Not only was processed meat recently classified as carcinogenic by the World Health Organization, but it can contribute to inflammation as well. Studies show that eating more processed meat may be tied to higher levels of CRP, a marker that is used to measure inflammation in the body.
Food manufacturers create trans fats through the process of hydrogenation. "Adding hydrogen to fat changes its texture, consistency, and shelf life," says Coates. But researchers have found that there's no safe level of trans fats to consume. So it's recommended to aim for less than one gram of trans fat each day.
Trans fats raise your bad cholesterol (LDL) levels and lower good cholesterol (HDL) levels. Both actions can increase your risk of developing heart disease, stroke, and Type 2 diabetes.
What are anti-inflammatory foods
An anti-inflammatory diet plan is one way to counter some chronic inflammation. By addressing the inflammation with anti-inflammatory foods, not only can the symptoms of these diseases be alleviated, but we could even see them disappear. Small, gradual changes are typically more sustainable, easier for the body to adapt to, and can make you less likely to go back to your old ways. So rather than emptying your pantry and sailing off to the Mediterranean, you can pursue an anti-inflammatory diet one step at a time.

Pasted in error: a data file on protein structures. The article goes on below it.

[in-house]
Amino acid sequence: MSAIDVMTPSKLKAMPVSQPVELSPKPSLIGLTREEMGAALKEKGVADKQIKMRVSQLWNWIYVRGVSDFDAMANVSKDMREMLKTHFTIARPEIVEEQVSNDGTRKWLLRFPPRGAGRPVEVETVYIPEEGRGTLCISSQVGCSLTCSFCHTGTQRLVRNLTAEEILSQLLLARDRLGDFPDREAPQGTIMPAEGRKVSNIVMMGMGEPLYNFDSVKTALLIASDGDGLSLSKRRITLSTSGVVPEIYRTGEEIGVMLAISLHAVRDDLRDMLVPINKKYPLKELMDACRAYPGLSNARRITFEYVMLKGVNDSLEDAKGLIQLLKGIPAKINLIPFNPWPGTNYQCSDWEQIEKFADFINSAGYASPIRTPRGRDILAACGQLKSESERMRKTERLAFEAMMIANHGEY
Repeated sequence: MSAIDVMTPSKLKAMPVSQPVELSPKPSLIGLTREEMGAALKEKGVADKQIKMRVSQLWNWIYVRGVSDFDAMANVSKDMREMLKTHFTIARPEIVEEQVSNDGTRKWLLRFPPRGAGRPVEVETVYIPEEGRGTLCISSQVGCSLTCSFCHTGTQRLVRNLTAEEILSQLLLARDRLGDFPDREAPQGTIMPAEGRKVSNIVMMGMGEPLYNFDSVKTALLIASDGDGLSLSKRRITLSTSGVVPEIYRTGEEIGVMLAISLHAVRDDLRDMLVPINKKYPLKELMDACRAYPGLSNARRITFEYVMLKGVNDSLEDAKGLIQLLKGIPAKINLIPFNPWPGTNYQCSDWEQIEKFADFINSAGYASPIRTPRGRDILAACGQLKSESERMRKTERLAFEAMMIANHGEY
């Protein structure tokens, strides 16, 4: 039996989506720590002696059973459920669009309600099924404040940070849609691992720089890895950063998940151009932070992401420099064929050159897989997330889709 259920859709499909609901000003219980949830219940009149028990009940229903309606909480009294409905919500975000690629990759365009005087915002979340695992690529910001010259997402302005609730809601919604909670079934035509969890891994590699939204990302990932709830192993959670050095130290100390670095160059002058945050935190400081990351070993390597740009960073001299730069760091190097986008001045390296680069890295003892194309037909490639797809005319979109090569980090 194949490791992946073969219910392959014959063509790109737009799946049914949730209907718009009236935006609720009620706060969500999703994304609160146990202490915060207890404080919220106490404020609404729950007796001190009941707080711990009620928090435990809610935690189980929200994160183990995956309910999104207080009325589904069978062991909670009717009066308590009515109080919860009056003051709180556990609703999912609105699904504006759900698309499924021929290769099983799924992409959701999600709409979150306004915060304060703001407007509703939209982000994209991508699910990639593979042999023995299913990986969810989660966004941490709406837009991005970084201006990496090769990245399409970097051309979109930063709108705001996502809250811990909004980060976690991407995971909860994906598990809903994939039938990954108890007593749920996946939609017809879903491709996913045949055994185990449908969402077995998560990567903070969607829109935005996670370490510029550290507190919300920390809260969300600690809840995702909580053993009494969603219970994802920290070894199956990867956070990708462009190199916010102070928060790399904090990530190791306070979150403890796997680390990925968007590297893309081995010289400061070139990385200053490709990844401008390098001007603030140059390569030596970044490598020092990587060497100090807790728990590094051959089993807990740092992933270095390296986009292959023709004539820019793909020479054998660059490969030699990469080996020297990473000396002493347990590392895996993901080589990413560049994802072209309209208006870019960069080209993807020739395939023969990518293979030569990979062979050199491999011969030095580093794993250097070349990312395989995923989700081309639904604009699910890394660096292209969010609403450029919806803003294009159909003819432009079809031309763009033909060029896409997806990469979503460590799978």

By adding in the anti-inflammatory foods that fight inflammation and restore health at a cellular level, you can begin to repair the body without any drastic changes. Once you find foods that heal your body and satisfy your palate, you can remove the inflammation-causing offenders without feeling deprived. Here are some foods that are anti-inflammatory:
Almonds are a great source of monounsaturated (healthy) fats, vitamin E, and manganese. They're also rich in magnesium and plant protein.
In research studies, eating almonds has been associated with a lower risk of heart disease. They may improve the balance of fatty acids in your blood.
Almonds can also give you a "full" feeling. They're a little higher in calories than many other anti-inflammatory foods, but eating a handful of them may help you stick with a healthy weight loss plan.
Avocados are rich in heart-healthy fats. Plus, they're a good source of magnesium, fiber, and potassium. Half an avocado adds nicely to your daily intake of vitamins C, A, E, and B-complex vitamins. Bonus: They're low in sodium.
Avocados also contain polyphenols that work as antioxidants.2 Antioxidants fight cell damage in your body. Add avocado slices to a sandwich or salad, or make a tasty guacamole.
Green Leafy Vegetables
The produce drawer is the first spot in your refrigerator or pantry to fill when fighting inflammation. Fruits and vegetables are rich in antioxidants that restore cellular health, as well as anti-inflammatory flavonoids. If you struggle to consume added portions of green leafy vegetables, try this delicious anti-inflammatory juice that incorporates greens alongside some of the strongest anti-inflammatory foods on the list.